18. Yeah, the flaky black stuff is burnt oil. Scale shows up in oxidizing atmospheres, and is basically magnetite formed from the iron in the steel combining with oxygen, and appears as a hard crusty gray deposit that leaves a pitted surface. Decarb doesn't show visually, but can be noticed if the outer few thousandths of an inch are softer than they should be. This happens in mildly oxidizing atmospheres when there is just enough oxygen to scavenge carbon from the surface of the steel.
  19. I do prefer this version.
  20. Yep, that's what you're after, grain-wise. Good job! And you might be able to drop a lump of charcoal into that furnace to provide a reducing atmosphere if you start having issues with scaling and decarb. I am told 80CrV2 is more prone to decarb than 1084 or 5160, but I've never been offered a reason that should be.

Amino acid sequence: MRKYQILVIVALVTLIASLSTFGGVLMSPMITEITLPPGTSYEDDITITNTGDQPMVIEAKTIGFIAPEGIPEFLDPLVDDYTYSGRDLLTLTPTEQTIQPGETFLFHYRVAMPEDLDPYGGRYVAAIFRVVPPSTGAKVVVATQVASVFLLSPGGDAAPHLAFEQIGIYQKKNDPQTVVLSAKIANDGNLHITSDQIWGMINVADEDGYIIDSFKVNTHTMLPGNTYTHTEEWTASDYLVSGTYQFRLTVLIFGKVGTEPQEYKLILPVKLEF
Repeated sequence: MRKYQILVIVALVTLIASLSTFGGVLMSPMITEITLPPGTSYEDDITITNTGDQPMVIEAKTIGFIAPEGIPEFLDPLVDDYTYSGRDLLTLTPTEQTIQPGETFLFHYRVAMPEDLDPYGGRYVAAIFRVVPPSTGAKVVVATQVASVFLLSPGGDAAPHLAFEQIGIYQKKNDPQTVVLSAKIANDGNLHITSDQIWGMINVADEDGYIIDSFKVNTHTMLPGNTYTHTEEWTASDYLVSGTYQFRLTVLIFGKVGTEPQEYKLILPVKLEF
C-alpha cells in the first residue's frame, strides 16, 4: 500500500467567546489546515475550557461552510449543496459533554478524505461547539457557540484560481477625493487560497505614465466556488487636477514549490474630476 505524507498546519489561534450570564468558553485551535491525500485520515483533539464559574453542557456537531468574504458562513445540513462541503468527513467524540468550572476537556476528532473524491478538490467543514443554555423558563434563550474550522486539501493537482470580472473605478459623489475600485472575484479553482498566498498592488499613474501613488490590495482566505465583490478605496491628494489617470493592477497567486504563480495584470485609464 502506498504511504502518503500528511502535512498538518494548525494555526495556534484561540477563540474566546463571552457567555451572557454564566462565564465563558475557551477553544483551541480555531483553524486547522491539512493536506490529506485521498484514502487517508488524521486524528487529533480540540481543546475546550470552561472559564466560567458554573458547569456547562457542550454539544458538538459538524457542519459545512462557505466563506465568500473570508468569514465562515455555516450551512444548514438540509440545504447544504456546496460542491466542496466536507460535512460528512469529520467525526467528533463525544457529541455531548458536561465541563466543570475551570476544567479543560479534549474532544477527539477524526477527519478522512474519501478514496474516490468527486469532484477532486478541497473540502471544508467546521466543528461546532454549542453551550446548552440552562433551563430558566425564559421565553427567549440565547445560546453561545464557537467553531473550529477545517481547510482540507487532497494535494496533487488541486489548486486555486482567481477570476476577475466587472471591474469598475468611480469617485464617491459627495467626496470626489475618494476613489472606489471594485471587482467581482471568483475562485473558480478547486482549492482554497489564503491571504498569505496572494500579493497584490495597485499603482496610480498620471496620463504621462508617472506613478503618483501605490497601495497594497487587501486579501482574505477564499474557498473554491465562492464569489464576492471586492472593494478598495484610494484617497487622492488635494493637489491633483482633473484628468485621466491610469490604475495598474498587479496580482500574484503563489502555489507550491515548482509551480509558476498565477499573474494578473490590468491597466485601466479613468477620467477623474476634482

21. Looks like a miniature industrial block. Mine is about the same size, but it has only one through-hole (1 3/4" square) on the large sides. The rest of the flats are taken up with bowl and spoon impressions. Mine also omits the octagons and has two larger half-rounds on that side. I need to carve out the pocket on its stump a bit bigger, the wood shrank over the last couple of years since I last rotated faces and it took a long time and a lot of force to get it back out. It's surprising how tightly a 1" deep slot can grip when it's shrunken elm... Regardless, swage blocks are incredibly handy to have around. Certainly not necessary, but they make a few jobs easier for sure.